It’s a good thing that a case manager at Oakland Community Day School took seriously a 14-year-old student’s threats to her life and others yesterday. Shortly thereafter, police went to the student’s house and found seven loaded weapons in an unlocked cabinet near his bedroom. Seven! The boy was arrested.
Here’s a letter that Community Day School Principal Sam Pasarow sent to families, assuring them of the safety of their children and giving credit to staff for responding quickly (Like most of the alternative schools, Community Day does have an extensive search process, but still).
But that wasn’t the only weapons-related incident to shake Oakland schools yesterday. Another 14-year-old boy, who had been expelled from Madison Middle School, showed up to the campus and pointed a fake gun at two kids participating in an after-school program. The kids, of course, thought it was a real firearm.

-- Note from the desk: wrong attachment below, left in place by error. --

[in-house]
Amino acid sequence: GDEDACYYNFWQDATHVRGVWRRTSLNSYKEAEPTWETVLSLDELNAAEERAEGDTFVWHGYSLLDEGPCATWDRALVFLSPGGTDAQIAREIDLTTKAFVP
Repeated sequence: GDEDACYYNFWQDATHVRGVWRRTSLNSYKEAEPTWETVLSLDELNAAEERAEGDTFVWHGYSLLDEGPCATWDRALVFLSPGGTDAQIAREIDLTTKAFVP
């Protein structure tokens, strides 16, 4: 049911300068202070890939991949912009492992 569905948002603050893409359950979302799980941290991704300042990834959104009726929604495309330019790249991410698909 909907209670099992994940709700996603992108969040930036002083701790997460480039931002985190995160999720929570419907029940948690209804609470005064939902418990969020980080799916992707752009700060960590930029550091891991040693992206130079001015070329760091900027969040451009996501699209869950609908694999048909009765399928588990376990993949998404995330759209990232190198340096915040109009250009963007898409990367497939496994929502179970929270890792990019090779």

The 14-year-old was arrested yesterday evening. But during the next two weeks, while the school undergoes a security review, the sports programs will move inside.
Madison’s principal, Lucinda Taylor, also wrote a letter to families about the incident. You can read it here. At one point, Taylor echoes a sentiment voiced by Cole Middle School Principal Ivory Brooks after a pistol (brought to school by a 13-year-old) discharged in class: that the easy accessibility of weapons and the embrace of violence are broad, societal issues, rather than a reflection on the school.
We don’t view this incident as a reflection of Madison and the close-knit, academic-oriented atmosphere we have developed. We recognize that the issue of violence is not simply a Madison problem, but a wider social problem and we welcome the full input of the Madison community in grappling with this issue.
It’s hard to argue with that. Still, knowing that schools operate in a violent context, there must be some steps that can be taken in Oakland to better protect kids. What are they? And how do you implement safety measures without making schools look or feel like prisons?
Read the full story here.
above photo from Robert Nelson’s site at flickr.com/creativecommons